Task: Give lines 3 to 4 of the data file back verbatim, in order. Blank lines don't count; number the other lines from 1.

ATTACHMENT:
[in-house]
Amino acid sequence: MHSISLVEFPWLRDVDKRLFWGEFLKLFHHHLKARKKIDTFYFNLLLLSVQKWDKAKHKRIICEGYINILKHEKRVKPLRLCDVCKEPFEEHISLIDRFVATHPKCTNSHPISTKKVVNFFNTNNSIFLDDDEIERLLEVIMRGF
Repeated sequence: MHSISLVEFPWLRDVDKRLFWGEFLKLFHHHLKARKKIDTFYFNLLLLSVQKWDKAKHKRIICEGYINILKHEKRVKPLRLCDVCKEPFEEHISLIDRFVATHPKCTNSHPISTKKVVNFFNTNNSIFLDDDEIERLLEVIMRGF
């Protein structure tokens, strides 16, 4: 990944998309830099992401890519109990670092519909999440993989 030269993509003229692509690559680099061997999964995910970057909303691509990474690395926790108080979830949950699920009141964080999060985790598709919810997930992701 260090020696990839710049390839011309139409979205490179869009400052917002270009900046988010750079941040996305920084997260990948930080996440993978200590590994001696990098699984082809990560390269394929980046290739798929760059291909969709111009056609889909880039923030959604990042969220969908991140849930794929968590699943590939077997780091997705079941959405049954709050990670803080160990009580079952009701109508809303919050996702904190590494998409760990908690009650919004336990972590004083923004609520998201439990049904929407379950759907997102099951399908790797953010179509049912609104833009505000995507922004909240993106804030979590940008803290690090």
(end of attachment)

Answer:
Repeated sequence: MHSISLVEFPWLRDVDKRLFWGEFLKLFHHHLKARKKIDTFYFNLLLLSVQKWDKAKHKRIICEGYINILKHEKRVKPLRLCDVCKEPFEEHISLIDRFVATHPKCTNSHPISTKKVVNFFNTNNSIFLDDDEIERLLEVIMRGF
């Protein structure tokens, strides 16, 4: 990944998309830099992401890519109990670092519909999440993989 030269993509003229692509690559680099061997999964995910970057909303691509990474690395926790108080979830949950699920009141964080999060985790598709919810997930992701 260090020696990839710049390839011309139409979205490179869009400052917002270009900046988010750079941040996305920084997260990948930080996440993978200590590994001696990098699984082809990560390269394929980046290739798929760059291909969709111009056609889909880039923030959604990042969220969908991140849930794929968590699943590939077997780091997705079941959405049954709050990670803080160990009580079952009701109508809303919050996702904190590494998409760990908690009650919004336990972590004083923004609520998201439990049904929407379950759907997102099951399908790797953010179509049912609104833009505000995507922004909240993106804030979590940008803290690090």